Memorandum by the Associate Chief of the Division of Commercial Policy (Willoughby) to the Assistant Secretary of State (Acheson)

In accordance with instructions from the Department the Embassy at Chungking presented to the Chinese Government on April 2 the draft treaty of friendship, commerce and navigation with China. Although we do not plan to give publicity to the matter, it seems probable that word will get around that a treaty is under consideration.

If you approve, we suggest that you tell Senator Connally,59 informally and confidentially, that the draft has been given to the Chinese Government and that the Department will want to discuss with him and the other members of the Foreign Relations Committee, before any commitment is made, any important deviation from previous similar treaties which have been approved by the Senate.60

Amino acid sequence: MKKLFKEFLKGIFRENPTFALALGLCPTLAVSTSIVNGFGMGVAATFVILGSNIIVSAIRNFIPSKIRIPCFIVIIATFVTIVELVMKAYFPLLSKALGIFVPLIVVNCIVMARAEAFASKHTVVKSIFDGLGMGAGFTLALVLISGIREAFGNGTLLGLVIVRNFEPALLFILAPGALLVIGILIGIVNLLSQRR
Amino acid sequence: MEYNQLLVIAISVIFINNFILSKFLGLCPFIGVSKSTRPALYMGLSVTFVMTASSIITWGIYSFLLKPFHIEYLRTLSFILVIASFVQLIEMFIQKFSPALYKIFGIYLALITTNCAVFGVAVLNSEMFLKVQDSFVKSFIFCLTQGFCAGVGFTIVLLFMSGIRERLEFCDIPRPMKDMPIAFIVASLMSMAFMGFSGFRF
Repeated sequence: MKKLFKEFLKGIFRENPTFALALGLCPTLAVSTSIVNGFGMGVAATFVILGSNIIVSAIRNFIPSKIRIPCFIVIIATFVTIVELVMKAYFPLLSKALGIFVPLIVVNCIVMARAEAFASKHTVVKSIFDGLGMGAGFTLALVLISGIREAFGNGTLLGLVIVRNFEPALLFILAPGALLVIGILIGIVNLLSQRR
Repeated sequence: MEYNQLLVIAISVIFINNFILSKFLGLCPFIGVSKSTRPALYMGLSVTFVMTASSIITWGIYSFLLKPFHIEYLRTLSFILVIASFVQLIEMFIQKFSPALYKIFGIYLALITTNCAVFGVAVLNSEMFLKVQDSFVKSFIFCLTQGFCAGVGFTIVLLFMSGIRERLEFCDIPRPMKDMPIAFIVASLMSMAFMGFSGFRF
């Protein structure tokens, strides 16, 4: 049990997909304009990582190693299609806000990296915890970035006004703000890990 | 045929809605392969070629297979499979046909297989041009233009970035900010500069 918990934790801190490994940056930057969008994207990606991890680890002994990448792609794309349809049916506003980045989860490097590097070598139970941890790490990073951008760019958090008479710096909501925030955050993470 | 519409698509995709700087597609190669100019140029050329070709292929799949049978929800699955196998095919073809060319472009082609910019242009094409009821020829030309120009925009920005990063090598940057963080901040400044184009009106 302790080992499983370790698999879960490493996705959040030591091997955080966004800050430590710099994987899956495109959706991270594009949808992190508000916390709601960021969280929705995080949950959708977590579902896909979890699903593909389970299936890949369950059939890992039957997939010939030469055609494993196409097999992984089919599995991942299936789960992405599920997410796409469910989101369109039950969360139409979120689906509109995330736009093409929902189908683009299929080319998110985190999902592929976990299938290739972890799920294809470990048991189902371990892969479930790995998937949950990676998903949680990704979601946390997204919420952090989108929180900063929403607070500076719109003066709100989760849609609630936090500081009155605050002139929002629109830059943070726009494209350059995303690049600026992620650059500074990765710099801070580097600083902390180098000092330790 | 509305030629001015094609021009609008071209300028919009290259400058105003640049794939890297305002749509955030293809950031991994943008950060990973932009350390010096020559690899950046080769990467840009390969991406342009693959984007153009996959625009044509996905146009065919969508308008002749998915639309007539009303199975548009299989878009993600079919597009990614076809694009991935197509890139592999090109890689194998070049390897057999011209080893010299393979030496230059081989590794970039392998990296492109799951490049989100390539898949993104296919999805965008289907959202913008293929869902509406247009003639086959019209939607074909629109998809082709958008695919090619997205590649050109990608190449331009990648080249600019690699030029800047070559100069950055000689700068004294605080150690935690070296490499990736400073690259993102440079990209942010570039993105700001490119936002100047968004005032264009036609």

The Chinese have indicated that they desire to begin negotiations soon but that it may not be convenient for them to do so until after the San Francisco conference. It may be several months or more before the negotiations have progressed sufficiently to warrant talking to the Foreign Relations Committee.

Woodbury Willoughby
[Page 1315]

[Conversations regarding the draft treaty were entered into with British Embassy officials by representatives of the Office of Far Eastern Affairs and the Divisions of Commercial Policy and Chinese Affairs on April 20, May 24, July 5 and 31, and August 3. The British at the time were preparing their draft of a commercial treaty to be entered into with China. Discussions were held to exchange views on various provisions of the American draft treaty and to keep the British informed of developments in negotiations with the Chinese. Relevant memoranda of conversation, prepared in the Division of Commercial Policy, are not printed.]

  1. Tom Connally, Chairman of the Senate Committee on Foreign Relations.
  2. Marginal notation: “I spoke to Sen. Wagner, Acting Chairman, today—April 24, 1945, D[ean] A[cheson]”.